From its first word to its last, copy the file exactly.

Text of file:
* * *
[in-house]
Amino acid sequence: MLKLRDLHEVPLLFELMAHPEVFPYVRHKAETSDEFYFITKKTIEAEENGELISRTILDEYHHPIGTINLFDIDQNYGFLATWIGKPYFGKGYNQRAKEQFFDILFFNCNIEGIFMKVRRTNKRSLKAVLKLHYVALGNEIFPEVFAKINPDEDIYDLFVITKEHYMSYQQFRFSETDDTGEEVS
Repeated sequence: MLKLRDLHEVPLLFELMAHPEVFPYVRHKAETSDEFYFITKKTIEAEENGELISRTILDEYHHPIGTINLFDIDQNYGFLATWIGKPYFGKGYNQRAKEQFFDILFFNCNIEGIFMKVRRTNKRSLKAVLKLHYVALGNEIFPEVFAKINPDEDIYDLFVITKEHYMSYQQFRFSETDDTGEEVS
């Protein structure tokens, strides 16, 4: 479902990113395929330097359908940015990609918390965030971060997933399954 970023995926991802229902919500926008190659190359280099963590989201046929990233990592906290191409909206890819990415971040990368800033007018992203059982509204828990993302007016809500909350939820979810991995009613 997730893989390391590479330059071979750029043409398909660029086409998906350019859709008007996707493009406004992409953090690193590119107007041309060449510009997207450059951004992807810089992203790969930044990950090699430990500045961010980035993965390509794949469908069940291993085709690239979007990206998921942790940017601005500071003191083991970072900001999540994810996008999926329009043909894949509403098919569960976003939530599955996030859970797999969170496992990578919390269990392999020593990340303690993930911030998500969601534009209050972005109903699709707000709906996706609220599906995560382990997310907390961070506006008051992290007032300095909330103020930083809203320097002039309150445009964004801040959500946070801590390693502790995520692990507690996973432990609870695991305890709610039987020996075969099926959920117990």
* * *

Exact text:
[in-house]
Amino acid sequence: MLKLRDLHEVPLLFELMAHPEVFPYVRHKAETSDEFYFITKKTIEAEENGELISRTILDEYHHPIGTINLFDIDQNYGFLATWIGKPYFGKGYNQRAKEQFFDILFFNCNIEGIFMKVRRTNKRSLKAVLKLHYVALGNEIFPEVFAKINPDEDIYDLFVITKEHYMSYQQFRFSETDDTGEEVS
Repeated sequence: MLKLRDLHEVPLLFELMAHPEVFPYVRHKAETSDEFYFITKKTIEAEENGELISRTILDEYHHPIGTINLFDIDQNYGFLATWIGKPYFGKGYNQRAKEQFFDILFFNCNIEGIFMKVRRTNKRSLKAVLKLHYVALGNEIFPEVFAKINPDEDIYDLFVITKEHYMSYQQFRFSETDDTGEEVS
């Protein structure tokens, strides 16, 4: 479902990113395929330097359908940015990609918390965030971060997933399954 970023995926991802229902919500926008190659190359280099963590989201046929990233990592906290191409909206890819990415971040990368800033007018992203059982509204828990993302007016809500909350939820979810991995009613 997730893989390391590479330059071979750029043409398909660029086409998906350019859709008007996707493009406004992409953090690193590119107007041309060449510009997207450059951004992807810089992203790969930044990950090699430990500045961010980035993965390509794949469908069940291993085709690239979007990206998921942790940017601005500071003191083991970072900001999540994810996008999926329009043909894949509403098919569960976003939530599955996030859970797999969170496992990578919390269990392999020593990340303690993930911030998500969601534009209050972005109903699709707000709906996706609220599906995560382990997310907390961070506006008051992290007032300095909330103020930083809203320097002039309150445009964004801040959500946070801590390693502790995520692990507690996973432990609870695991305890709610039987020996075969099926959920117990």